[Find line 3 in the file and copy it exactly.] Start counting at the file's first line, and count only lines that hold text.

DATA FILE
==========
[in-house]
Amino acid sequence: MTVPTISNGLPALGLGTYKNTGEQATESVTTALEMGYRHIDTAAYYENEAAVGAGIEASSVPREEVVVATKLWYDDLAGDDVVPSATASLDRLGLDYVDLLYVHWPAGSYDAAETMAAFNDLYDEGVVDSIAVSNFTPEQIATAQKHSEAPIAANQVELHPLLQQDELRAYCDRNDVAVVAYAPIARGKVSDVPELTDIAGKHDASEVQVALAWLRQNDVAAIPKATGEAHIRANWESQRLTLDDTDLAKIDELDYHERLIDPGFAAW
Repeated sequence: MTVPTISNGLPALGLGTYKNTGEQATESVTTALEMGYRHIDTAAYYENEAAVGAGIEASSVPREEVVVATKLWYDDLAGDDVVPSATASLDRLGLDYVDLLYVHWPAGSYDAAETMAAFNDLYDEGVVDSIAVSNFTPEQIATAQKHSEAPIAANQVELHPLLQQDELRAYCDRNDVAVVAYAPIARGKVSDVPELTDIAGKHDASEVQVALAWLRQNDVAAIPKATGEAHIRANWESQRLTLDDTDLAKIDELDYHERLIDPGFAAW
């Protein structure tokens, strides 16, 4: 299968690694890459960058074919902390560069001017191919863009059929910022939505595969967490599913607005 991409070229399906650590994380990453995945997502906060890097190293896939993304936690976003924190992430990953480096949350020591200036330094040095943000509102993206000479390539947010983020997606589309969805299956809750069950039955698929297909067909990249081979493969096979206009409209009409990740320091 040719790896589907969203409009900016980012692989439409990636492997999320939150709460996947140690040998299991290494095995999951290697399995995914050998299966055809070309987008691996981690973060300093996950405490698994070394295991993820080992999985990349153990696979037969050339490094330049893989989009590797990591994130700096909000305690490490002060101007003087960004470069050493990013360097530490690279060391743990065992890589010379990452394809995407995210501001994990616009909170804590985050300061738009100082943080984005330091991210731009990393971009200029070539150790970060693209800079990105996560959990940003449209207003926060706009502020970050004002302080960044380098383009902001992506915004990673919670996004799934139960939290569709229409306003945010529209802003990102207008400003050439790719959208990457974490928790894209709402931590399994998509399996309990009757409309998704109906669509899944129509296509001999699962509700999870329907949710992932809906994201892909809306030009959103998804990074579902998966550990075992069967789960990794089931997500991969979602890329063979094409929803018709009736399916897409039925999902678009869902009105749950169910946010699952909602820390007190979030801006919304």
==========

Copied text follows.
Repeated sequence: MTVPTISNGLPALGLGTYKNTGEQATESVTTALEMGYRHIDTAAYYENEAAVGAGIEASSVPREEVVVATKLWYDDLAGDDVVPSATASLDRLGLDYVDLLYVHWPAGSYDAAETMAAFNDLYDEGVVDSIAVSNFTPEQIATAQKHSEAPIAANQVELHPLLQQDELRAYCDRNDVAVVAYAPIARGKVSDVPELTDIAGKHDASEVQVALAWLRQNDVAAIPKATGEAHIRANWESQRLTLDDTDLAKIDELDYHERLIDPGFAAW